Who's Influencing Your Children?
As a parent, you make many choices throughout the day concerning the health and safety of your children. Adequate sleep, proper dental hygiene, and getting enough fresh air and exercise are just a few of the many good habits you instill in your children. Yet when it comes to dietary choices, are you making the best choices to protect them from childhood illness, future disability and chronic disease? New research indicates that consuming a plant-based diet (especially during the first 10 years of a child's life) increases a child's resistance to many childhood illnesses and offers powerful protection against developing cancer, cardiovascular disease, and autoimmune disorders in the future. Because of this, it's important to educate your children on the benefits of eating a health-supporting diet.
Children's dietary beliefs are influenced by many factors, especially the media. Guiding your children through the myriad of food commercials and advertisements will be one of the main obstacles you will encounter. In the above 6-minute video, Anna Lappé from Food Myth Busters demonstrates several ways in which large food manufacturers market unhealthy food products to your children and teens. "Every year, some of the world's largest corporations spend billions on marketing, advertising, and lobbying campaigns to shape the way we think about food—much of that money targets our children. In a one year period, the typical child views 5,000 ads for food and drink products filled with sugar, salt and saturated fat. "Watching these ads leads kids to prefer specific brands and triggers them to eat more calories" Anna adds. Experts are also hired to determine which colors, shapes and characters children will be drawn to the most. Processed foods are not only low-cost and fast, they are available to us twenty-four hours of the day and are designed to be highly addictive. Nearly half of the calories consumed by children today come from fat and sugar and one in three eat at a fast food restaurant daily.
Sugar, fat and salt are the three most desired of all flavors. You'll find these three substances in the majority of today's processed and fast foods in super-concentrated forms. These super-concentrated, highly-palatable flavors are not found in nature. They were designed to be consumed in very low concentrations contained in highly-fibrous, water-dense, nutrient-rich foods. These ingredients "seduce our taste buds" by stimulating our brain's pleasure center, causing us to crave the artificially concentrated flavors over the natural flavors in whole, unprocessed foods. Foods that are highly-palatable excite our senses, because they give us the greatest sense of reward with the least amount of effort. Because of this, our ancestors were able to locate the most calorie rich foods available, which contributed to our survival. But today, food manufacturers can artificially increase the calorie density in our food supply far beyond what our ancestors were able to locate in nature. These foods give us a super concentrated level of heightened pleasure, much like the euphoria and neurological excitement that drug addiction produces.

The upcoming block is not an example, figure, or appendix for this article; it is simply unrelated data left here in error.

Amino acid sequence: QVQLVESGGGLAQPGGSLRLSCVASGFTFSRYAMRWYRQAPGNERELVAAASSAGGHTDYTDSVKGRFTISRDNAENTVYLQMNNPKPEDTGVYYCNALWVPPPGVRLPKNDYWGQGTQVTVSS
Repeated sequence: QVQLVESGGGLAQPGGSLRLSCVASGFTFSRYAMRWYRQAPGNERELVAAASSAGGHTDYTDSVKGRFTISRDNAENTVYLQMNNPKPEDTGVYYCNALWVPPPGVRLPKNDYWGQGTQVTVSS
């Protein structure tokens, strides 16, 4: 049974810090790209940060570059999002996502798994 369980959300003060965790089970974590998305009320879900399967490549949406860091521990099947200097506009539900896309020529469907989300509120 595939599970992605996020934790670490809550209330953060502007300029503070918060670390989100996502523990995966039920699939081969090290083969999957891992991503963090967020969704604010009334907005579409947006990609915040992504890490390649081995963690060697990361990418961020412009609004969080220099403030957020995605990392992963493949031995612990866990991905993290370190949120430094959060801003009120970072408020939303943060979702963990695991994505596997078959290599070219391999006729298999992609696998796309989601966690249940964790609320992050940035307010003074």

The majority of calories in the typical American diet come from processed and refined foods, followed by high-fat animal products. Only a very small percentage of children are getting the minimum daily requirement for fruits and vegetables. This has led to an epidemic of obesity, heart disease, diabetes and cancer. In fact, the World Health Organization estimates "1.7 million deaths are attributable to low fruit and vegetable consumption." Many of these deaths are attributable to poor food choices made early in childhood. According to Anna Lappé, "What we eat and drink is literally a matter of life and death for American children." By the time a child is in middle school, one in three will already have diabetes, or will develop it soon. Children as young as three years of age already have the beginning stages of atherosclerosis, and by the age of 10, the arteries of all children consuming the rich Western diet show the visible signs of early heart disease.
Switching your child to a whole-food, nutrient-rich, plant-based diet not only provides adequate nutrition for your child, it promotes better school performance, and fewer sick days. Parents can encourage their children to eat healthier by providing nutritious foods and modeling healthy eating habits at home. Participating in meal planning, grocery shopping, preparing a meal, or growing a garden are a few ways in which parents can encourage their children to live a healthful lifestyle.
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